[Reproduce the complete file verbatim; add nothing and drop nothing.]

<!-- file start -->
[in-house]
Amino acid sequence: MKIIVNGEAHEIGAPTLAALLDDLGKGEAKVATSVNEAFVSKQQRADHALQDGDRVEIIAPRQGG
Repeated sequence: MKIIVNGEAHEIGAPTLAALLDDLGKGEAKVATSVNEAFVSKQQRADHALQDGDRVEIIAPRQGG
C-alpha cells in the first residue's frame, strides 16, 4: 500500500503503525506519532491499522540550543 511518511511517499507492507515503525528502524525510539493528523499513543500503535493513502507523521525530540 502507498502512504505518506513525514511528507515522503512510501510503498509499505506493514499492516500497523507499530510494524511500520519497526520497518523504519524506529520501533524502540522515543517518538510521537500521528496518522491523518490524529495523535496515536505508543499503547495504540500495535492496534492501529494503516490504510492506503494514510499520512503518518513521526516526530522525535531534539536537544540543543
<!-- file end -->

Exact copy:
[in-house]
Amino acid sequence: MKIIVNGEAHEIGAPTLAALLDDLGKGEAKVATSVNEAFVSKQQRADHALQDGDRVEIIAPRQGG
Repeated sequence: MKIIVNGEAHEIGAPTLAALLDDLGKGEAKVATSVNEAFVSKQQRADHALQDGDRVEIIAPRQGG
C-alpha cells in the first residue's frame, strides 16, 4: 500500500503503525506519532491499522540550543 511518511511517499507492507515503525528502524525510539493528523499513543500503535493513502507523521525530540 502507498502512504505518506513525514511528507515522503512510501510503498509499505506493514499492516500497523507499530510494524511500520519497526520497518523504519524506529520501533524502540522515543517518538510521537500521528496518522491523518490524529495523535496515536505508543499503547495504540500495535492496534492501529494503516490504510492506503494514510499520512503518518513521526516526530522525535531534539536537544540543543